There were two main aspects to Ehrensvärd's design for the fortress: a series of independent fortifications on each of the linked islands and, at the heart of the complex, a navy dockyard. The soldiers were housed in the vaults of the fortifications, while the officers had specially built quarters integrated into the baroque cityscape composition of the overall plan; the most ambitious plan was left only half complete: a baroque square on Iso Mustasaari based on the model of Place Vendôme in Paris. As the construction work progressed, more residential buildings were built, many following the shape of the fortification lines. Ehrensvärd and some of the other officers were keen artists and painted oil paintings presenting a view of life in the fortress during its construction, giving the impression of a lively "fortress town" community. Ehrensvärd's plan contained two fortifications: a sea fortress at Svartholm and place d'armes at Helsingfors. Sveaborg was to be just the sea fortress with additional landside fortifications making up for the rest.
Additional plans were made for fortifying the Hanko Peninsula
Fehmarn Belt, is a strait connecting the Bay of Kiel and the Bay of Mecklenburg in the western part of the Baltic Sea between the German island of Fehmarn and the Danish island of Lolland. Ferries operated by Rødby on the two islands; the strait features an 18-kilometre wide area with depths of 20–30 metres. Currents in the strait are weak and dependent on wind, it was swum across by Christof Wandratsch. The Danish and German governments agreed on 29 June 2007 to build a fixed link to replace the ferry route, it is to save an hour on crossing the strait, provide more crossing capacity. In 2011, the Danish parliament voted overwhelmingly for the €5.1 billion project, intended to open in 2020. The tunnel is to have three separate bores, two containing two motorway lanes each, one with a double-track railway line. 21 July 1932 School ship Niobe Fehmarn Belt Lightship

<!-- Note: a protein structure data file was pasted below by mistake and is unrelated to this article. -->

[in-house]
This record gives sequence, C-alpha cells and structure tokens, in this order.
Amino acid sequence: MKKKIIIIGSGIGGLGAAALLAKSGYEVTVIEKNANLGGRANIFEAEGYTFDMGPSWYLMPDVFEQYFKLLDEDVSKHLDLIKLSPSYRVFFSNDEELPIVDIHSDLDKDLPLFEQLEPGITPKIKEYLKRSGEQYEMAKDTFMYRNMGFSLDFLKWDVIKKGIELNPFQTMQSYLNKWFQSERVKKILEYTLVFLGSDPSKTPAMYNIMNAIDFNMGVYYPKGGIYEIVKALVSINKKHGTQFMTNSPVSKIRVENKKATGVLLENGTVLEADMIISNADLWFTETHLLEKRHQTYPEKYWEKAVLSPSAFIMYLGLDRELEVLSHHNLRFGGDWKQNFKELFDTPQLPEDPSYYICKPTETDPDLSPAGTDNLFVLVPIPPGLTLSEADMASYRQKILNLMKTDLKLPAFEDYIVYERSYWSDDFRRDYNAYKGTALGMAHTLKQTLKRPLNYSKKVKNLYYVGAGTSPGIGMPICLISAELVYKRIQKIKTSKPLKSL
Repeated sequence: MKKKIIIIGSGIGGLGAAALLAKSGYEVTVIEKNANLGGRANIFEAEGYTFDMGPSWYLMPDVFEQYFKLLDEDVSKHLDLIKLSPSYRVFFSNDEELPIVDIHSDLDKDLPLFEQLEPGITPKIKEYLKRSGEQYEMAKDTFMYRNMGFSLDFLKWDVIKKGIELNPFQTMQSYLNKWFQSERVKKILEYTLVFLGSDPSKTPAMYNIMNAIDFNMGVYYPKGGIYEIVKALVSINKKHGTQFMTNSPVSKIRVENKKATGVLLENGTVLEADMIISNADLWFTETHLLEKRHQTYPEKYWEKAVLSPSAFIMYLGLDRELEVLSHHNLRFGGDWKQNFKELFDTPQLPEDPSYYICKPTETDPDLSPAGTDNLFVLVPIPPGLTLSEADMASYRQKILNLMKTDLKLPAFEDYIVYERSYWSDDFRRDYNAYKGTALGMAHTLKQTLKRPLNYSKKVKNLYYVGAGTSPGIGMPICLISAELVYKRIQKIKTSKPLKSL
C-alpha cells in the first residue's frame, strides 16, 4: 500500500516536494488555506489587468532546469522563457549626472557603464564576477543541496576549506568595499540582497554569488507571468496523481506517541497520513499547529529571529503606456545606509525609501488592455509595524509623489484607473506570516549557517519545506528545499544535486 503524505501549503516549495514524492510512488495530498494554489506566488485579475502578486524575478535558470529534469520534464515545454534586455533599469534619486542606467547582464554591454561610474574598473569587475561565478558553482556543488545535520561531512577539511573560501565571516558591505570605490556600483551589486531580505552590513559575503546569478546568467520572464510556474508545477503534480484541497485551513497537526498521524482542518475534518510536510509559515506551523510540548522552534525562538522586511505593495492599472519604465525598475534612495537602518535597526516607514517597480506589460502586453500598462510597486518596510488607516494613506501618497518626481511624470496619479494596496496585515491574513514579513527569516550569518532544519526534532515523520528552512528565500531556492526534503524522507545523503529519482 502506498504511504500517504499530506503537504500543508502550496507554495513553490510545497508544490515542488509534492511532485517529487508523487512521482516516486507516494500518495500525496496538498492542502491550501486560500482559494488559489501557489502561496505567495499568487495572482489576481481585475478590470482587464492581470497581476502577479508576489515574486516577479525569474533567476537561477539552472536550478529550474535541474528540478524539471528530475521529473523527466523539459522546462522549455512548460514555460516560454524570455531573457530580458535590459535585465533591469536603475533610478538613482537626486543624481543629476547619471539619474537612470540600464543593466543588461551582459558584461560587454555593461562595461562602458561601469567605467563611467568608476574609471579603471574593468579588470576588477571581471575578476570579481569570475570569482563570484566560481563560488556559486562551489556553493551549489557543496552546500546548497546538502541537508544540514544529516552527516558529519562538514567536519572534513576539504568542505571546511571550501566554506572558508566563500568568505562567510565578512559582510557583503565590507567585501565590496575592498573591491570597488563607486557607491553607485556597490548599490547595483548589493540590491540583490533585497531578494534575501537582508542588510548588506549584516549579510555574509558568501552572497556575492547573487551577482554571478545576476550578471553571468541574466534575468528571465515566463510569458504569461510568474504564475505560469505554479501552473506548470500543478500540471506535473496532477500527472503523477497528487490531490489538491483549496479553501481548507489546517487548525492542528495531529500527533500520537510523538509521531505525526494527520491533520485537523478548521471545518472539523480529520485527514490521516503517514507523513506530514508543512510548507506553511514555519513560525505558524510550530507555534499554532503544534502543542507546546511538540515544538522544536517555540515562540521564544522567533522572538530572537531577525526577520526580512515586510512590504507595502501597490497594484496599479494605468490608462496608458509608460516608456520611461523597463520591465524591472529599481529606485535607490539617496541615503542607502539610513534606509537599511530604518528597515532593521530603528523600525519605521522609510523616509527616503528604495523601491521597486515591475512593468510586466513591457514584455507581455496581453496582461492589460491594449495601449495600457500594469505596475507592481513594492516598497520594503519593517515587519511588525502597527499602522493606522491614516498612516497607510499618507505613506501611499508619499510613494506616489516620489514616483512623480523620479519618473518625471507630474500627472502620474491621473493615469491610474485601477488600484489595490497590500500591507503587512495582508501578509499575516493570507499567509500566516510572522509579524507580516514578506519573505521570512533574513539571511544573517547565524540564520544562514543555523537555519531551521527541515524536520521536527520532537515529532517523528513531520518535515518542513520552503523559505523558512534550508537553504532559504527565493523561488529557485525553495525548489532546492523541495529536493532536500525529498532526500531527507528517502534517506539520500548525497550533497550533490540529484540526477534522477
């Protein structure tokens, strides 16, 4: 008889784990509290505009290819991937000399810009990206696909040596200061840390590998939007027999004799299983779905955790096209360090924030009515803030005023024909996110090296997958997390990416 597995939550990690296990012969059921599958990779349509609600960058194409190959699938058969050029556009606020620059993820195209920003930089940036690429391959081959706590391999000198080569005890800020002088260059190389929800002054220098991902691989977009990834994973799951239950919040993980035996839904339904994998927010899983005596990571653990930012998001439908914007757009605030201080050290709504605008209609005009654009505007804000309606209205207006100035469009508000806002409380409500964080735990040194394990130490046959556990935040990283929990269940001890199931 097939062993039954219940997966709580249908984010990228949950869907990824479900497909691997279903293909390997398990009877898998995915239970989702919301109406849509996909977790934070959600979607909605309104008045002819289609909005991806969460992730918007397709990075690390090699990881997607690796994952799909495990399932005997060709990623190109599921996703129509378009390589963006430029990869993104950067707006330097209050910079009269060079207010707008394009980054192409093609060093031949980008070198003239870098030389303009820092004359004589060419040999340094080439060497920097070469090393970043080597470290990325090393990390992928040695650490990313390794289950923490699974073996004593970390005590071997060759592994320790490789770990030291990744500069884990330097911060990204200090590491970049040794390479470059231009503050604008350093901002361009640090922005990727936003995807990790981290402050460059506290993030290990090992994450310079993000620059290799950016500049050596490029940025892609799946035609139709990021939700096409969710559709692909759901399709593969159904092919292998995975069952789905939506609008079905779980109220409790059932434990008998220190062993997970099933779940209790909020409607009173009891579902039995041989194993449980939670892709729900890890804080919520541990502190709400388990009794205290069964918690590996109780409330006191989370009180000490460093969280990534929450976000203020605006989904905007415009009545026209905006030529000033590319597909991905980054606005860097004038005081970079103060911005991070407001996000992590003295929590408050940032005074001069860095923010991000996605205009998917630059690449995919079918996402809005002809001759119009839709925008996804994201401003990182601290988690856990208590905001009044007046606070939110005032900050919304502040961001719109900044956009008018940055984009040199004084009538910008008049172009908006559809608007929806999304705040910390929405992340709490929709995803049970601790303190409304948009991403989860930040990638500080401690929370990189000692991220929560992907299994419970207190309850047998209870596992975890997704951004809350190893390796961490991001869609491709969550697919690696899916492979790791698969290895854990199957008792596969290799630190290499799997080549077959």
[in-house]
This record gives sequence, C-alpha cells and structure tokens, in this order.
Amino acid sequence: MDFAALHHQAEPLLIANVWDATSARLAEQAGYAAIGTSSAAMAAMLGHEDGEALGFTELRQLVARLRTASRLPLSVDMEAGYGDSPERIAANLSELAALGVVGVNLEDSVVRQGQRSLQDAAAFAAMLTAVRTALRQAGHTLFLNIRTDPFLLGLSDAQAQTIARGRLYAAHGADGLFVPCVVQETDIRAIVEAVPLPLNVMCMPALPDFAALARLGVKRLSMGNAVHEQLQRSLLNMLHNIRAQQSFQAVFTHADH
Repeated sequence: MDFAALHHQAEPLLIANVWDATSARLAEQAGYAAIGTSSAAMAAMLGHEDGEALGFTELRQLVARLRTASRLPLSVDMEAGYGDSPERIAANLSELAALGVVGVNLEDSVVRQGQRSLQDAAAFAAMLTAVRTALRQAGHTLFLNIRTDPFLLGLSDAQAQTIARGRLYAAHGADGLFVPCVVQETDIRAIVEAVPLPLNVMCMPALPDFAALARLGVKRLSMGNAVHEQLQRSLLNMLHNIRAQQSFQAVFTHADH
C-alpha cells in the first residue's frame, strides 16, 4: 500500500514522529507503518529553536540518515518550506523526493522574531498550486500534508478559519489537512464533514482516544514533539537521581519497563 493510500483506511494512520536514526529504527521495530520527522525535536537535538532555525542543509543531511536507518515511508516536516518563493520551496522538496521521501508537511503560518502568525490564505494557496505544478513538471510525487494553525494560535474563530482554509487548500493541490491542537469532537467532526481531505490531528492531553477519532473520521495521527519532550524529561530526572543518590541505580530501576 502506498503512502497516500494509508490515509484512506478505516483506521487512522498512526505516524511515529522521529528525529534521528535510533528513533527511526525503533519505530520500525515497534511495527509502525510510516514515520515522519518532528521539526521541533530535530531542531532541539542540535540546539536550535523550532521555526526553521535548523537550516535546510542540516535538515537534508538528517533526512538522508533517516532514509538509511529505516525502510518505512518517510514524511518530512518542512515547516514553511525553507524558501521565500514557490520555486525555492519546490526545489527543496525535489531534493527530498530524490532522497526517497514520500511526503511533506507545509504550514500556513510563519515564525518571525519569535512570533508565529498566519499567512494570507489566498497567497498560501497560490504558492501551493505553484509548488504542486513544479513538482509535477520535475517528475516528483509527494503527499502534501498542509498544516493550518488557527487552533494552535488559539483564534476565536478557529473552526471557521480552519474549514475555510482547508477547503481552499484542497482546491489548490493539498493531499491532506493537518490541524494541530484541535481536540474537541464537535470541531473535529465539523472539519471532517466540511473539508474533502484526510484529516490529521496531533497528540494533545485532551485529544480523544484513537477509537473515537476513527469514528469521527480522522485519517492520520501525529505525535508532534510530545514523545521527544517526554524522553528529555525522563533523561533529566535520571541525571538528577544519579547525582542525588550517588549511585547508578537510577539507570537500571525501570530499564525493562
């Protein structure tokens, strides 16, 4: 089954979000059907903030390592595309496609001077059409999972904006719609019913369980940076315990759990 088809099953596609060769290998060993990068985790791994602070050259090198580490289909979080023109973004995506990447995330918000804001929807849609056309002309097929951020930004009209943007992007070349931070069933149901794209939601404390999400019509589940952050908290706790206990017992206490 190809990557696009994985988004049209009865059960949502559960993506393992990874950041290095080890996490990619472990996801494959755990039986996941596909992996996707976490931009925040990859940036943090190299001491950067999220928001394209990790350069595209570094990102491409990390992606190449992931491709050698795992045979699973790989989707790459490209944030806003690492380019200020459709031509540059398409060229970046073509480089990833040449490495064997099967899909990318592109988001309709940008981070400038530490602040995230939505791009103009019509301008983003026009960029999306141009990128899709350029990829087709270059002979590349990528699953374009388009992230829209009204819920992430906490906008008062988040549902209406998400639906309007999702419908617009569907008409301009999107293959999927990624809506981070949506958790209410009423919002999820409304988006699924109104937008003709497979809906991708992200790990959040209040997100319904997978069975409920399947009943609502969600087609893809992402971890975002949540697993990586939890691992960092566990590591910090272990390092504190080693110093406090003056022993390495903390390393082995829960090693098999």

Eckerö Line is a Finnish shipping company owned by the Åland-based Rederiaktiebolaget Eckerö. Eckerö Line operates one ferry between Tallinn. Eckerö Line should not be confused with the named Eckerö Linjen owned by Rederiaktiebolaget Eckerö, which operates ferry services between Berghamn in the Åland Islands and Grisslehamn in Sweden. In 1992 Rederiaktiebolaget Eckerö and Birka Line founded a jointly-owned subsidiary Eestin Linjat to operate MS Alandia on the fast-growing route between Helsinki and Tallinn; the name of the company was selected for practical reasons as it required the change of only a few letters to re-paint Eckerölinjen into Eestin Linjat. The livery of Eestin Linjat was similar to that of Eckerö Linjen. However, due to the use of the word Eesti instead of the Finnish word Viro, the Finnish public presumed the new company was an Estonian one; this was made worse after the Estonia-disaster in 1994 when many people in Finland began associating Eestin Linjat with EstLine, owners of the ill-fated MS Estonia.
As a result of this Eestin Linjat changed its name into Eckerö Line in 1995. At the same time a second ship, MS Apollo was added to the route. In 1998 Eckerö Line acquired its first genuine cruiseferry, MS Nordlandia which replaced both of the previous ships sailing on the route; the Nordlandia brought with it a slight change in livery as the typeface used in the ship's hull was changed from a heavy serif into a light, italicized sans-serif. In May 2004 Eckerö Line purchased the freight/passenger ferry MS Translandia as a second ship for the Helsinki–Tallinn route in response to the high demand for freight capacity after Estonia joined the European Union. Eckerö Viking Line Tallink Transport on the Åland Islands St. Peter Line Eckerö Line official website Eckerö Linjen official website "Eckerölinjen". at "Fakta om Fartyg"